By: Esmeralda Nuhanovic
Mallory Wheeler, a senior at the University of Northern Iowa, is a textiles and apparel student who has a talent of designing clothes. She has been involved with creating fashion ever since she was a young teen. Mallory’s dedication, passion, and hard work has brought many of her ideas to life throughout her college experience. With the knowledge of designing from the University of Northern Iowa and skills obtained from interning at Kohl’s, Mallory will be ready to graduate this December and start her new endeavors.
Mallory discovered her ability to sew ever since her grandma taught her the skill. The first thing Mallory knew how to make were pillowcases. From there on, she started to make more progress. At 15 years old, she began putting her talent to work by making aprons. At that age, she got her first job as a waitress and the aprons her job had offered were boring to Mallory. She wanted to wear something more creative, perhaps original. One day, she decided to sew her own aprons and she became very noticeable. Customers enjoyed her aprons as they would complement her and ask for recommendations on where she bought them. That was a turning point for Mallory. She opened her own apron business and kept it active for three years until she started college. Before entering college, Mallory had never made clothes that included shirts, dresses, jeans etc. She had only made pillowcases, aprons, and a few hats. UNI was the place where her skills started to expand immensely as she had been assigned to make multiple outfits in a semester.
There are many steps in the process of creating a piece of clothing. One of the very first things Mallory does is conceptualize. Once you have the design thought of, the next step is to analyze how difficult it’ll be to make the product. This is where the designer either adds/removes something or they just forget about the idea. Along with the step of analyzing, drawing it out also helps them eliminate any unnecessary elements. Once everything looks great and is set in stone, the fourth step is to buy the patterns for the project. The last step is prototyping. The designer can make any alterations needed to finally complete the finished product in this step.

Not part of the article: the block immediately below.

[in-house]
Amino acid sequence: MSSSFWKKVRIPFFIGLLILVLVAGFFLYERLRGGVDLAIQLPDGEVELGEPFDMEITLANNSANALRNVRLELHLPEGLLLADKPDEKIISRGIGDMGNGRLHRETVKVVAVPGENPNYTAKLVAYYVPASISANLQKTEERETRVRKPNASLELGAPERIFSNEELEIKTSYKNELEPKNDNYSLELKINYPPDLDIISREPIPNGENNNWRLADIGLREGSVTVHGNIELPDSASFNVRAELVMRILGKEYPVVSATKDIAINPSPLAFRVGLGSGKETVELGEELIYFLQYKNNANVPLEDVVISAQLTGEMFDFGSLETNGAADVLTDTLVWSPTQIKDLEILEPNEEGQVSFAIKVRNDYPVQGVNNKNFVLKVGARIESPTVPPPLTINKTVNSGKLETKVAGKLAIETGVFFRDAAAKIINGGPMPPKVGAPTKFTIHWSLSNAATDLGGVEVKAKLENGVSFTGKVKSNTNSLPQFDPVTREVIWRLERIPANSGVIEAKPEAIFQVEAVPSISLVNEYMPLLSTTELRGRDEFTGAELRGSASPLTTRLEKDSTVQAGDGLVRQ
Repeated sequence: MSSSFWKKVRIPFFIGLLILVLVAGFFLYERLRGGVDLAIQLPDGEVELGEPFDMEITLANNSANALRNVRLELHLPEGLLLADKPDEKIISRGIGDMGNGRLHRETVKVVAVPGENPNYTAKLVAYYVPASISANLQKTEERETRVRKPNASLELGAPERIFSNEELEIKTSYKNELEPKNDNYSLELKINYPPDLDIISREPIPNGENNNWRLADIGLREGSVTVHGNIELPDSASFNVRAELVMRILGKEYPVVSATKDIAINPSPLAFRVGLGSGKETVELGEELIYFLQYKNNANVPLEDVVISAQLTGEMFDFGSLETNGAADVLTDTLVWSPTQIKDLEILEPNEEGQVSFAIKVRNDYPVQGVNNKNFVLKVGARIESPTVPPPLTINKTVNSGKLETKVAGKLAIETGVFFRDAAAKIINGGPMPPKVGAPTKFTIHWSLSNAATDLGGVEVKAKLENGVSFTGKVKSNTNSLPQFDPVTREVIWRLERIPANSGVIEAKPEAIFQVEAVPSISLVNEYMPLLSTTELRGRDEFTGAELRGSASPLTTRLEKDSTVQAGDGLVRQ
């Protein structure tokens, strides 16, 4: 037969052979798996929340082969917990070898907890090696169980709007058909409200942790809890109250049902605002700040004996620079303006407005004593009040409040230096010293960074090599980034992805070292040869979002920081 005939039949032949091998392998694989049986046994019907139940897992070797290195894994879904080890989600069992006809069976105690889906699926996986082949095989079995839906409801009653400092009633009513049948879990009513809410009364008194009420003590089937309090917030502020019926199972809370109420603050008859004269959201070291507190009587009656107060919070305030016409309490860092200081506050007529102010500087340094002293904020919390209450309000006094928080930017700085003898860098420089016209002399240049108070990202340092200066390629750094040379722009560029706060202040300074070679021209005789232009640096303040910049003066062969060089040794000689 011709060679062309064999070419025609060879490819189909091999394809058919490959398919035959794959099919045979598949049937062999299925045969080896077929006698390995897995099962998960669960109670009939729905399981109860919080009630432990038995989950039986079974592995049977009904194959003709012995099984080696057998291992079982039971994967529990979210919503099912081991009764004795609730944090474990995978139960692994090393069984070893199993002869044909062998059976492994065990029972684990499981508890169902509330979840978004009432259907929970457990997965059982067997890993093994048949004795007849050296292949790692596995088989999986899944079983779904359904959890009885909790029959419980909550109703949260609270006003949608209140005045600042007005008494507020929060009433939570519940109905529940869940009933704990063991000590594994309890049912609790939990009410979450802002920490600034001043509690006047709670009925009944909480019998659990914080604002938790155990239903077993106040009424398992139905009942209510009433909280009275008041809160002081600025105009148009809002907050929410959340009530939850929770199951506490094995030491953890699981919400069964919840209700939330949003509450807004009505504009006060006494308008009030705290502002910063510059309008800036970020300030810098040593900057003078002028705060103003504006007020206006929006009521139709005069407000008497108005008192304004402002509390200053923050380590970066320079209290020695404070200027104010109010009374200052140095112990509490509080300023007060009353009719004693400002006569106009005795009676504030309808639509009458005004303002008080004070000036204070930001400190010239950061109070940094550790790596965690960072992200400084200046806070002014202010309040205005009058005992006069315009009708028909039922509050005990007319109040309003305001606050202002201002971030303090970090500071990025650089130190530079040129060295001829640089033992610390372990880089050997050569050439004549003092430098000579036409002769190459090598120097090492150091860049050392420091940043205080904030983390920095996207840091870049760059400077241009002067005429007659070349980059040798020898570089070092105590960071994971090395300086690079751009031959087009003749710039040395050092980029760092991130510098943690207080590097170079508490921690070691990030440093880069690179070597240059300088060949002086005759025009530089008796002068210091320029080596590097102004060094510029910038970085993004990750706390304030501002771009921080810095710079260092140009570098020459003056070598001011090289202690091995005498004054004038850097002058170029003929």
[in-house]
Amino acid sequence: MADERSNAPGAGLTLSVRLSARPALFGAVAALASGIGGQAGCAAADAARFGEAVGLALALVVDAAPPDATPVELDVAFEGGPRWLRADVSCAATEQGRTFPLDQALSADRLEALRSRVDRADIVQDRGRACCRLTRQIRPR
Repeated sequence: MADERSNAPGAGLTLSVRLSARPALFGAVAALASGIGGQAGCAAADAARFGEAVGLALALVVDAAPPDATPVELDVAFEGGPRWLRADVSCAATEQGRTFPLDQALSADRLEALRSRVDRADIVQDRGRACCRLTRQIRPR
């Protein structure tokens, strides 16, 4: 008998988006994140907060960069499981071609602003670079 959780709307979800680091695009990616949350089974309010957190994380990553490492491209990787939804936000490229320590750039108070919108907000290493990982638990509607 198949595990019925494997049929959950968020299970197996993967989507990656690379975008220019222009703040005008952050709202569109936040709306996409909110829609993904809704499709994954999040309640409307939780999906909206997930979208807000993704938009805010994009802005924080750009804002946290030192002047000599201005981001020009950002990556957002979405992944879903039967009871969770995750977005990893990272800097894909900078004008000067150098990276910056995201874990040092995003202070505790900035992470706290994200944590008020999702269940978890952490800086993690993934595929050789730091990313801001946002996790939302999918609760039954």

“The steps are easier said than done,” said Mallory, “It took me about 30 hours to make one prom dress for the UNI Fashion Showcase last spring.” Even with the time and effort put into making a product, there are still setbacks in the end and not just through the process. For Mallory, this meant buying and using patterns that didn’t work and hating the finished result in the end. Last semester for one of her assignments, she had to create a blouse and restarted the whole plan from scratch after it turned out to be much lighter and see through than expected. It wasn’t a big deal for an assignment, but for a perfectionist like Mallory, every detail must count. “The assignment was due the next day and I restarted from scratch at 2:00 in the morning. That’s how bad I thought it looked and didn’t want it shared,” said Mallory.
With setbacks and struggles, there are always accomplishments that follow, especially in a field like this. Mallory’s favorite accomplishments were the wedding dress she created for her own wedding this last August and her prom dress line of 5 dresses she completed in one semester. One of her models was a high school student at that time has seen one of Mallory’s dresses from start to finish. “I saw big improvement from the dress she made me try the first time until the very end. It’s interesting to see how you can start from one idea and then completely change the sizing, styling, and even color throughout the process,” said UNI freshman Arijana Omanovic. “Even though you get more of no sleep and less of actual sleep, watching the line of dresses you created appear on the runway gives you a high rewarding feeling of satisfaction,” said Mallory. With Fall 2018 being her last semester, she is making sure her experiences and skills don’t go to waste.
Towards the end of her spring semester, she landed a job as an assistant manager at Kohl’s and is involved in an independent study with Kohl’s visual merchandising team. For one of her assignments, she had to choose 3 clothing pieces and recreate a Lauren Conrad inspired design with her own ideas. She has also been working on a project for one of her classes that involves bringing back a certain look from the 80’s with a modern twist.
Mallory is more excited than she claims to be with her semester wrapping up soon. Mallory will be moving to Springfield, Missouri and will take it easy for a little. “I’m ready to sew for fun and make my sister and maybe her best friend’s prom dress since I have more time on my hands and don’t have due dates that I have to be working with,” mentioned Mallory.
She also wants to start her own non-profit organization that sells feminist tee shirts. “This is something I’ve been thinking about for a while,” says Mallory, “I have a folder on my laptop dedicated to various tee shirt designs with feminist sayings. All of the profits will go to women and children in shelters who are homeless, have been abused or raped, and those struggling with mental health.” Mallory’s future job would be to only design clothes and have someone else sew as sewing to her is more of a personal hobby. According to Mallory, that’s what fashion designers do in the real world.